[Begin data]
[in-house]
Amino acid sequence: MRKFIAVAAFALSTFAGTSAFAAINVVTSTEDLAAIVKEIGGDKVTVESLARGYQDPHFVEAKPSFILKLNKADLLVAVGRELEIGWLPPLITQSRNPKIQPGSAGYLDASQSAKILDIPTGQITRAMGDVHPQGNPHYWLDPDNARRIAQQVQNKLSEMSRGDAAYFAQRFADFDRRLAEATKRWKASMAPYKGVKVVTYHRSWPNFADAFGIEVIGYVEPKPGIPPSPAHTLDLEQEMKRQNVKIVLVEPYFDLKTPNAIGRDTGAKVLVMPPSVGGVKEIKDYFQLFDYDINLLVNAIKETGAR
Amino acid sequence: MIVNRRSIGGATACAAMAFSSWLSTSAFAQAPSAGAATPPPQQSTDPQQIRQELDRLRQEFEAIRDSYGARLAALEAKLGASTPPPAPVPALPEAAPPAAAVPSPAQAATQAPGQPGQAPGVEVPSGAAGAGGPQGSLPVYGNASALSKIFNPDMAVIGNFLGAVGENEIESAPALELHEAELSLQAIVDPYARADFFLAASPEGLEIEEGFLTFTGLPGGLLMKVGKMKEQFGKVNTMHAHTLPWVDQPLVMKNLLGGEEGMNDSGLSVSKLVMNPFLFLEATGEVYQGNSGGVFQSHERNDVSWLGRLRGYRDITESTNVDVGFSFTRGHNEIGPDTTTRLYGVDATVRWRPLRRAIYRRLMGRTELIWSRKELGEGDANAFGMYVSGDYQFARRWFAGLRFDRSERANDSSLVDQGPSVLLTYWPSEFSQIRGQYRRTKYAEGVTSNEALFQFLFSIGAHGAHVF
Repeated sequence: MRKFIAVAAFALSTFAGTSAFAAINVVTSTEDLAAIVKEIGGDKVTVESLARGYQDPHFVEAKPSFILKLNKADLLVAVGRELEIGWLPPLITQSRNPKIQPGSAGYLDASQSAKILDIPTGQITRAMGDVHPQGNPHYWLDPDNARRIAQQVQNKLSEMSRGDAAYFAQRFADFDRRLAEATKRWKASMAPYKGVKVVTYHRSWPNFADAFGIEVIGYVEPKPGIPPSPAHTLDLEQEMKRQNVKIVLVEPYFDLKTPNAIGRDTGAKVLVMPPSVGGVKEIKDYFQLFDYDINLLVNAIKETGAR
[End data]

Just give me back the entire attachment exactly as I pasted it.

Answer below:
[in-house]
Amino acid sequence: MRKFIAVAAFALSTFAGTSAFAAINVVTSTEDLAAIVKEIGGDKVTVESLARGYQDPHFVEAKPSFILKLNKADLLVAVGRELEIGWLPPLITQSRNPKIQPGSAGYLDASQSAKILDIPTGQITRAMGDVHPQGNPHYWLDPDNARRIAQQVQNKLSEMSRGDAAYFAQRFADFDRRLAEATKRWKASMAPYKGVKVVTYHRSWPNFADAFGIEVIGYVEPKPGIPPSPAHTLDLEQEMKRQNVKIVLVEPYFDLKTPNAIGRDTGAKVLVMPPSVGGVKEIKDYFQLFDYDINLLVNAIKETGAR
Amino acid sequence: MIVNRRSIGGATACAAMAFSSWLSTSAFAQAPSAGAATPPPQQSTDPQQIRQELDRLRQEFEAIRDSYGARLAALEAKLGASTPPPAPVPALPEAAPPAAAVPSPAQAATQAPGQPGQAPGVEVPSGAAGAGGPQGSLPVYGNASALSKIFNPDMAVIGNFLGAVGENEIESAPALELHEAELSLQAIVDPYARADFFLAASPEGLEIEEGFLTFTGLPGGLLMKVGKMKEQFGKVNTMHAHTLPWVDQPLVMKNLLGGEEGMNDSGLSVSKLVMNPFLFLEATGEVYQGNSGGVFQSHERNDVSWLGRLRGYRDITESTNVDVGFSFTRGHNEIGPDTTTRLYGVDATVRWRPLRRAIYRRLMGRTELIWSRKELGEGDANAFGMYVSGDYQFARRWFAGLRFDRSERANDSSLVDQGPSVLLTYWPSEFSQIRGQYRRTKYAEGVTSNEALFQFLFSIGAHGAHVF
Repeated sequence: MRKFIAVAAFALSTFAGTSAFAAINVVTSTEDLAAIVKEIGGDKVTVESLARGYQDPHFVEAKPSFILKLNKADLLVAVGRELEIGWLPPLITQSRNPKIQPGSAGYLDASQSAKILDIPTGQITRAMGDVHPQGNPHYWLDPDNARRIAQQVQNKLSEMSRGDAAYFAQRFADFDRRLAEATKRWKASMAPYKGVKVVTYHRSWPNFADAFGIEVIGYVEPKPGIPPSPAHTLDLEQEMKRQNVKIVLVEPYFDLKTPNAIGRDTGAKVLVMPPSVGGVKEIKDYFQLFDYDINLLVNAIKETGAR